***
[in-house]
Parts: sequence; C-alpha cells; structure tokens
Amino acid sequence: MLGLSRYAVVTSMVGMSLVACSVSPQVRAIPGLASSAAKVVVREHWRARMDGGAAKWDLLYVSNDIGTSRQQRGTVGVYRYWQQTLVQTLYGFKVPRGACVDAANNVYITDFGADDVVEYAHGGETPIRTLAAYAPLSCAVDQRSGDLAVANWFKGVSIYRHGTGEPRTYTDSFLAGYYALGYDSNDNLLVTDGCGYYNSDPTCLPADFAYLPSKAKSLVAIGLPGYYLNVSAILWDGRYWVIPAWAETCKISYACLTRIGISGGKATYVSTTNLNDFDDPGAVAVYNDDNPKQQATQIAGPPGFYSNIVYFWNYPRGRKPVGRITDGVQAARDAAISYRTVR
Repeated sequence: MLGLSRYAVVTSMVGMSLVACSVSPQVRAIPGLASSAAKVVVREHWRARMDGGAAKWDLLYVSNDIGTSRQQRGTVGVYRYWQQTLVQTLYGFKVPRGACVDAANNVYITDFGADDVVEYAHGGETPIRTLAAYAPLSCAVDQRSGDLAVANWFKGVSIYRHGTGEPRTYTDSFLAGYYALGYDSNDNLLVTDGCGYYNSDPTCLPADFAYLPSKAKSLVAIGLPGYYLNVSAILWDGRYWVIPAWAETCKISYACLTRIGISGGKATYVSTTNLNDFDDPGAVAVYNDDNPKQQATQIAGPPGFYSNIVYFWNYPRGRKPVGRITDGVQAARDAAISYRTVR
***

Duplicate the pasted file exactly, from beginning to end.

[in-house]
Parts: sequence; C-alpha cells; structure tokens
Amino acid sequence: MLGLSRYAVVTSMVGMSLVACSVSPQVRAIPGLASSAAKVVVREHWRARMDGGAAKWDLLYVSNDIGTSRQQRGTVGVYRYWQQTLVQTLYGFKVPRGACVDAANNVYITDFGADDVVEYAHGGETPIRTLAAYAPLSCAVDQRSGDLAVANWFKGVSIYRHGTGEPRTYTDSFLAGYYALGYDSNDNLLVTDGCGYYNSDPTCLPADFAYLPSKAKSLVAIGLPGYYLNVSAILWDGRYWVIPAWAETCKISYACLTRIGISGGKATYVSTTNLNDFDDPGAVAVYNDDNPKQQATQIAGPPGFYSNIVYFWNYPRGRKPVGRITDGVQAARDAAISYRTVR
Repeated sequence: MLGLSRYAVVTSMVGMSLVACSVSPQVRAIPGLASSAAKVVVREHWRARMDGGAAKWDLLYVSNDIGTSRQQRGTVGVYRYWQQTLVQTLYGFKVPRGACVDAANNVYITDFGADDVVEYAHGGETPIRTLAAYAPLSCAVDQRSGDLAVANWFKGVSIYRHGTGEPRTYTDSFLAGYYALGYDSNDNLLVTDGCGYYNSDPTCLPADFAYLPSKAKSLVAIGLPGYYLNVSAILWDGRYWVIPAWAETCKISYACLTRIGISGGKATYVSTTNLNDFDDPGAVAVYNDDNPKQQATQIAGPPGFYSNIVYFWNYPRGRKPVGRITDGVQAARDAAISYRTVR